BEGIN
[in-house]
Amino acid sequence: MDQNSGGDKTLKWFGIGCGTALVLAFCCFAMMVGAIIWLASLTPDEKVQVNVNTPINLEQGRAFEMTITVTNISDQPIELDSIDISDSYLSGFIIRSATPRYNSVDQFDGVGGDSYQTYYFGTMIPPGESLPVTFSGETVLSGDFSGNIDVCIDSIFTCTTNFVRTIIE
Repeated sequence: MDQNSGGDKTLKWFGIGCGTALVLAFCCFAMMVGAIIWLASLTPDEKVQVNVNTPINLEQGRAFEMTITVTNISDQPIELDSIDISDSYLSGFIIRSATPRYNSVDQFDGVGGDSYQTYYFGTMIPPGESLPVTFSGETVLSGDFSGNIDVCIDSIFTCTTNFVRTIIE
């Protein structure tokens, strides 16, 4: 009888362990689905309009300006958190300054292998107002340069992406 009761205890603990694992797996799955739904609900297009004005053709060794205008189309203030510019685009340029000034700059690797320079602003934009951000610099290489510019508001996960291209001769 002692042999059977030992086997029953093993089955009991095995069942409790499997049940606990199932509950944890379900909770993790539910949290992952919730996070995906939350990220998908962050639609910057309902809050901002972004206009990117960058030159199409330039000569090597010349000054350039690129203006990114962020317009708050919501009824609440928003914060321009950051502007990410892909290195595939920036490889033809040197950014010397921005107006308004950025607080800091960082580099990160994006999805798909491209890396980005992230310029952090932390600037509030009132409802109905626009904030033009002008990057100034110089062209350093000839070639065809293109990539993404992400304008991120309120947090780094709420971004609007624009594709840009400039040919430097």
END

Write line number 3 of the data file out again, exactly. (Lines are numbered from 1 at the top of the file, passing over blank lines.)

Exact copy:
Repeated sequence: MDQNSGGDKTLKWFGIGCGTALVLAFCCFAMMVGAIIWLASLTPDEKVQVNVNTPINLEQGRAFEMTITVTNISDQPIELDSIDISDSYLSGFIIRSATPRYNSVDQFDGVGGDSYQTYYFGTMIPPGESLPVTFSGETVLSGDFSGNIDVCIDSIFTCTTNFVRTIIE